A modern healthy workplace goes beyond the traditional concepts of preventing injuries or diseases. It now encompasses a variety of aspects ranging from ergonomics, to health care, to positive psychology, to community and culture. Especially as the world market increasingly competes for quality labor, employers must treat building and maintaining a healthy workplace as integral to a sustainable business model. A positive, safe, inclusive work space gives employers a competitive advantage in terms of productivity, public image, and profit.
Why are diversity and inclusion primary parts of a healthy workplace? Every workplace is diverse, whether employers recognize it or not. Each employee is unique and has an individual set of needs, skills, and attributes. Companies who understand the human spectrum that goes hand-in-hand with being an employer will be much better positioned to set themselves up for long term success. Being realistic and working successfully with the real human assets in the company is the only pragmatic way to fully utilize the potential of all employees.
What is Diversity and Inclusion?
It’s easy to fall into the trap of thinking that diversity is only about race, color, religion, or gender. The reality is that the definition of diversity is even simpler. Diversity is anything that sets one person apart from another. That includes where someone grew up, their socioeconomic status or background, their education, their family configuration, their political or ethical ideologies, even their opinions and methods of self-expression.
Inclusion is more of a feeling, a sense that all of the members of the group are accepted, especially for the things they cannot change about themselves or that they hold dear. Employees who feel valued for who they are tend to participate and contribute more. Modern corporations all attempt to outline the main tenets of their corporate cultures. The businesses viewed as having the healthiest corporate culture are mindful of this attitude of embracing human differences.
Fostering Diversity and Inclusion
To create an organization that cultivates inclusiveness for all kinds of employees, companies need to consider both physical spaces and business practices.
Setting up the physical spaces where employees will work starts with practical and legal compliance considerations like handicap accessibility and ergonomics to prevent workplace fatigue. To truly advance inclusivity in the office, structure it using the principles of universal design. Universal design creates a comprehensive environment to be used comfortably by all people, with minimal additional adaptation needed. The key concepts are accessibility, flexibility, simplicity, and room for error and learning.
The practices that foster diversity are the same that establish a healthy corporate culture. Normalizing shared values, a priority placed on wellness, respect for cultural and personal beliefs, and social support help employees feel invested in both the company and the work they are doing.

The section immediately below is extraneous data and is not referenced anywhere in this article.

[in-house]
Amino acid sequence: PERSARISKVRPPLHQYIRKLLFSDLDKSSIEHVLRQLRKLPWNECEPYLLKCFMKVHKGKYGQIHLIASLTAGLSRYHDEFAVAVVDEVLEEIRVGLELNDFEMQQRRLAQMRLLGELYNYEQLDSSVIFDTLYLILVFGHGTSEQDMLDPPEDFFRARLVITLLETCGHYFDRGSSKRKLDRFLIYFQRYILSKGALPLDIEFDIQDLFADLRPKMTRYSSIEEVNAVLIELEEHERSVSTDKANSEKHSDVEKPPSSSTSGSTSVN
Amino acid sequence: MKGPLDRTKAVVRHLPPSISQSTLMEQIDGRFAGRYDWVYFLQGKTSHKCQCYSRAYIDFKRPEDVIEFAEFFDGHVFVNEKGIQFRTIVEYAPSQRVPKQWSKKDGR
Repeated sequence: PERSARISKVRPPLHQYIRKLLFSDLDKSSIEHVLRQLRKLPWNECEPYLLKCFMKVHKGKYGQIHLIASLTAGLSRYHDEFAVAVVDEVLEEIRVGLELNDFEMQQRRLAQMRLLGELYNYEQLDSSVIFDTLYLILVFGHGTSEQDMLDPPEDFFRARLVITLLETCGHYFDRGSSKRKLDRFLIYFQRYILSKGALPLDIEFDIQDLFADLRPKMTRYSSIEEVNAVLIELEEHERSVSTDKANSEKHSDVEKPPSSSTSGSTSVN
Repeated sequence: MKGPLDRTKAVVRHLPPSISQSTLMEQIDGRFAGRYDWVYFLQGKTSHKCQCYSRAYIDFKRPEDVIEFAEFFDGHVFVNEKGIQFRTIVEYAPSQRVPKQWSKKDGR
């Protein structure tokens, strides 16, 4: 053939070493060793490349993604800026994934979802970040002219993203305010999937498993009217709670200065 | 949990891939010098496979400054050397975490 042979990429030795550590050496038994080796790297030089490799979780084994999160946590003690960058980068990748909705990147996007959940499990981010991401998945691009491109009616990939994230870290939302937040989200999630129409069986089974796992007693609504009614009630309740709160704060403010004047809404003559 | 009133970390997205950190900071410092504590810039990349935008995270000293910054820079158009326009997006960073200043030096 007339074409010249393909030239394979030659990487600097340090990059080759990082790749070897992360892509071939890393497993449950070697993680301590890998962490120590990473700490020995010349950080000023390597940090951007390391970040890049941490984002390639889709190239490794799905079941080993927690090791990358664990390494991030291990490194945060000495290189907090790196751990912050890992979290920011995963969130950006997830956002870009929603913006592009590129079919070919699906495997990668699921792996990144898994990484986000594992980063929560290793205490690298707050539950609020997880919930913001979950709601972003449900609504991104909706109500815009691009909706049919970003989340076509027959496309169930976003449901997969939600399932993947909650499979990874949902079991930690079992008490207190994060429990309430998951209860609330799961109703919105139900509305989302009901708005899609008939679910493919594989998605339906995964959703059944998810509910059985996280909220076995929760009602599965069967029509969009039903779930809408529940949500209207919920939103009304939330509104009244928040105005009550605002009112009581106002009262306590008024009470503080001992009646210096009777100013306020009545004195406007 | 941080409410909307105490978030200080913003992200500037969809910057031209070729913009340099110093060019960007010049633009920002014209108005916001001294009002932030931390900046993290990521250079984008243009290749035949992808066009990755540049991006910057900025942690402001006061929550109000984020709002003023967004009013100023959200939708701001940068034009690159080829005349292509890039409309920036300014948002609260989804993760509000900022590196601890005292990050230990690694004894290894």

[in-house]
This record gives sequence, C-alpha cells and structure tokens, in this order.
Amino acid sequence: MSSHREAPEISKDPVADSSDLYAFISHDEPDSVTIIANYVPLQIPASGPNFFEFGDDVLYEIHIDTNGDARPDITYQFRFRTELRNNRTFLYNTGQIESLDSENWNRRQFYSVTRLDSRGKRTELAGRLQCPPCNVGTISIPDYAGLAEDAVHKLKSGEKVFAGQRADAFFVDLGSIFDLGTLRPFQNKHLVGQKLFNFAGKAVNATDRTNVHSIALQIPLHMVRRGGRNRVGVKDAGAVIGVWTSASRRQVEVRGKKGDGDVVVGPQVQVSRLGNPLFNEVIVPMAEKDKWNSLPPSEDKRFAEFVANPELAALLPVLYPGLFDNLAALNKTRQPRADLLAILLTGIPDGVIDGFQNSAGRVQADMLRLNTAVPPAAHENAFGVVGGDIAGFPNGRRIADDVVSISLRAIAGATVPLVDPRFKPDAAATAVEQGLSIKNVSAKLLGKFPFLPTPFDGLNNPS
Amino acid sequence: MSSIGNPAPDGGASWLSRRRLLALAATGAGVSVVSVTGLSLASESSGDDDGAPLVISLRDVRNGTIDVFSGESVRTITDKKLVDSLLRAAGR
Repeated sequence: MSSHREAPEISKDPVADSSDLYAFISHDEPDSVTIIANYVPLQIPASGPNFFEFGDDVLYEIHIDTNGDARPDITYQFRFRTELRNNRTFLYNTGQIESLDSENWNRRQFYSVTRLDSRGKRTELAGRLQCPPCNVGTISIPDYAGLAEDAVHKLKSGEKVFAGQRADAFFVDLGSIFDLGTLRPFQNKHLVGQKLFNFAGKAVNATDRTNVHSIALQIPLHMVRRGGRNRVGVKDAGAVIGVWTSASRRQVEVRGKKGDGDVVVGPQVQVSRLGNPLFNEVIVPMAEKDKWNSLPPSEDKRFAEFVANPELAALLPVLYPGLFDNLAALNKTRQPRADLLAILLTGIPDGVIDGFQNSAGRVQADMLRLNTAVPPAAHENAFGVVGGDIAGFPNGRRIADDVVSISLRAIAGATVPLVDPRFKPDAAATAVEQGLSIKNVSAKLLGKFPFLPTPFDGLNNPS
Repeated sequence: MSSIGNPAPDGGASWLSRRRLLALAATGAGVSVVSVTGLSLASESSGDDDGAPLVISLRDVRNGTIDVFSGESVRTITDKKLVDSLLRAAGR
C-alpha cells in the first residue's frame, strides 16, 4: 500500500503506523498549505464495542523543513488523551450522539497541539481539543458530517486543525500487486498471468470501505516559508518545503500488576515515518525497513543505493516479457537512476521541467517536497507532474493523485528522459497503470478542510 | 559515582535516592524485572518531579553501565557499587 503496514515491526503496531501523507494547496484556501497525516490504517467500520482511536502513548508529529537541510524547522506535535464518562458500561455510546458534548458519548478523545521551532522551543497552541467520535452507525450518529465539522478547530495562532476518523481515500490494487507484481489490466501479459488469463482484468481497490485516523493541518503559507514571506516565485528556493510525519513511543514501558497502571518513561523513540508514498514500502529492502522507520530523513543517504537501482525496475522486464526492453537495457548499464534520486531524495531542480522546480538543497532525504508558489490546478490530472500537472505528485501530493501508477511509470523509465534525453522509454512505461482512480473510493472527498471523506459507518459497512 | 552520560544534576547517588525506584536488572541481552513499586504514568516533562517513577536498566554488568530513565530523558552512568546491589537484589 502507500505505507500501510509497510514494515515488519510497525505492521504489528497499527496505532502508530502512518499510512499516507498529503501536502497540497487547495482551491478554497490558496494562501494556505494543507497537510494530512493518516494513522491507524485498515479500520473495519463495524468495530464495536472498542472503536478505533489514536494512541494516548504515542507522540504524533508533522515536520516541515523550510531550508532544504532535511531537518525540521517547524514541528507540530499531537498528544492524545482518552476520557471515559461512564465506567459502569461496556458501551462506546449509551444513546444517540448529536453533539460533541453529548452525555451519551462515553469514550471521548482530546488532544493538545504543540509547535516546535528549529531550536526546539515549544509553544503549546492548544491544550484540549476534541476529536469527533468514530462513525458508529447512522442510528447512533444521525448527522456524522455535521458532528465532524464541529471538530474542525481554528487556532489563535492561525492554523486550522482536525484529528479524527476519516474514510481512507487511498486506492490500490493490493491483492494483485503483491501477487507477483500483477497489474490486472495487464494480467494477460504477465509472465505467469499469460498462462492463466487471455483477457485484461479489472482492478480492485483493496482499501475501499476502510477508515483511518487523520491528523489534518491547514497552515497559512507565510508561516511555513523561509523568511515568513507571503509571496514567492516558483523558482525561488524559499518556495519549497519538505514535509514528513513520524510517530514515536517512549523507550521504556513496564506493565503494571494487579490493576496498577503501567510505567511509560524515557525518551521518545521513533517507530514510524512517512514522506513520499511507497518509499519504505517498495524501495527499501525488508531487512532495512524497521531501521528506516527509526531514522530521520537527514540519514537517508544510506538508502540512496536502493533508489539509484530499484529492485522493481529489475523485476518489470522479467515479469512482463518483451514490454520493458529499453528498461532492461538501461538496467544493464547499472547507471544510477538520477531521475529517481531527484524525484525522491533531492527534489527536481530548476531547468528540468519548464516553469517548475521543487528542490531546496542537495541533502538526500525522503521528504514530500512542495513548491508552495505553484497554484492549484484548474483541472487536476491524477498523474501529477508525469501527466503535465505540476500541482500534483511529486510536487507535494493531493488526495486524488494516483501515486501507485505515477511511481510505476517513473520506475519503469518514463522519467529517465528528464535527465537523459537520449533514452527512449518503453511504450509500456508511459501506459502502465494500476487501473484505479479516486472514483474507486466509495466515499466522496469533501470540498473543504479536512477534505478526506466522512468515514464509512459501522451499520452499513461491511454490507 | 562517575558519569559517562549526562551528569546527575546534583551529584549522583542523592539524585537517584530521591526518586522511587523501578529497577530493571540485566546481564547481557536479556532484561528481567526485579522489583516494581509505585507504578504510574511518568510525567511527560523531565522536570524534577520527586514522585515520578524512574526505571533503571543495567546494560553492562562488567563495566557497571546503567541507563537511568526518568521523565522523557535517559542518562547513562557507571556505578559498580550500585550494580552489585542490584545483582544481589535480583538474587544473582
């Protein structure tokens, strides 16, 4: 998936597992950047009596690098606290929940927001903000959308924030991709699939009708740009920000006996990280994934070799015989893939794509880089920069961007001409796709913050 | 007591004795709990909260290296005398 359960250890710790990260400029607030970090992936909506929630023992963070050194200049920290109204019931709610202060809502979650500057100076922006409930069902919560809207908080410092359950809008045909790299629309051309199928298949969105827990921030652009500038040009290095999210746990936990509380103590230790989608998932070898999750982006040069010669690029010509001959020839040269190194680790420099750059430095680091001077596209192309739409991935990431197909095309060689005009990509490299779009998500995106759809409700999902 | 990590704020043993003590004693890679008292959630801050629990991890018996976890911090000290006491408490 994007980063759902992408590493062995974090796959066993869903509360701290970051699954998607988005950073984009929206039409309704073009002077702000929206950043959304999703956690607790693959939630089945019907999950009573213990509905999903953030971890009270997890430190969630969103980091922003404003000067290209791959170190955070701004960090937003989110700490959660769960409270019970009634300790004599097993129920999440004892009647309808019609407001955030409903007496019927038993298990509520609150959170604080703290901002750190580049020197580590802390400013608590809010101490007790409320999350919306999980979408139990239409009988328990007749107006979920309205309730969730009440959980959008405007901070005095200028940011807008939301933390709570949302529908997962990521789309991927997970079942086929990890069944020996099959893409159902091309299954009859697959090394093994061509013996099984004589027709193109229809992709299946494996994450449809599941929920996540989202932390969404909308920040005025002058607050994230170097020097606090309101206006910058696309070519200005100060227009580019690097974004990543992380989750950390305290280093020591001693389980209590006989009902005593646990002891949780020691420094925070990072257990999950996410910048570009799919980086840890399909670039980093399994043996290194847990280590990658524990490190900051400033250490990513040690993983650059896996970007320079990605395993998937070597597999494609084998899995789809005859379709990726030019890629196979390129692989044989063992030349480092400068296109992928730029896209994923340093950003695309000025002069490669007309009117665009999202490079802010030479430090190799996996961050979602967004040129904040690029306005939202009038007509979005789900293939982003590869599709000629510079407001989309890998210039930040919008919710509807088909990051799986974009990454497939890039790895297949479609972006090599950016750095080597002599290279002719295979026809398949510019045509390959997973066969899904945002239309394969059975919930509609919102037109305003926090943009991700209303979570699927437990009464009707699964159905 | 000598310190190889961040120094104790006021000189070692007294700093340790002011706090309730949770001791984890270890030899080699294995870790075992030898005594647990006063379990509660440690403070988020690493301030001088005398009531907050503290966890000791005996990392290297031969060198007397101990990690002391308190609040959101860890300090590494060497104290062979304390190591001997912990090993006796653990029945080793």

Preventing and Addressing Discrimination
Preventing people’s overt and unconscious bias from taking a toll on the environment in the workplace starts with top management waterfalling a genuine dedication to inclusivity down to every level of employee. In recent years, governments have stepped up their efforts to drive greater acceptance of employment diversity.
Many U.S. states require employers to provide some form of discrimination training on a regular basis. Many professionals who have to take continuing education courses to maintain their licenses have found that their licensing boards are now requiring some level of diversity and inclusion training, particularly those in the medical field.
Employers who want to remain in legal compliance and who want to get out in front of potential problems are turning to easy to access classes for employees such as sexual harassment online training and courses in understanding diversity.
The Financial Benefits
It is true and worth acknowledging that there are many state and federal laws that require things like equal pay, a process for investigating complaints of unlawful discrimination, and reasonable accommodation for employees’ disabilities. Failure to adhere to those laws opens a business up to litigation as well as federal, state, and even municipal fines.
Basic compliance is the minimum. Changing the corporate mindset from focusing on just preventing problems to the concept that excellence at inclusiveness is good for growing a business and will show dividends towards the corporate bottom line.
An inclusive atmosphere boosts attendance, increases job satisfaction, and reduces grievances. Links have been made to show that healthy workplaces are strongly correlated to fewer worker accidents, as well as lower levels of burnout, depression, and turnover. Every employer can see the savings in these statistics.
Word will get out. Having a good workplace is good public relations. A diverse team will have a wider set of resources to draw from when providing customer service. Customers who have positive experiences will tell others. Employees who love their workplace will tell others. A quality workplace that takes time and effort to make employees feel appreciated and welcome is a highly attractive target for high quality job candidates.
It’s the Future
A demand for healthier, more diverse and inclusive workplaces is the new future for corporate culture and business responsibility. Employers who don’t start learning now will quickly find themselves behind the curve and at a competitive disadvantage. Also, it’s the right thing to do.
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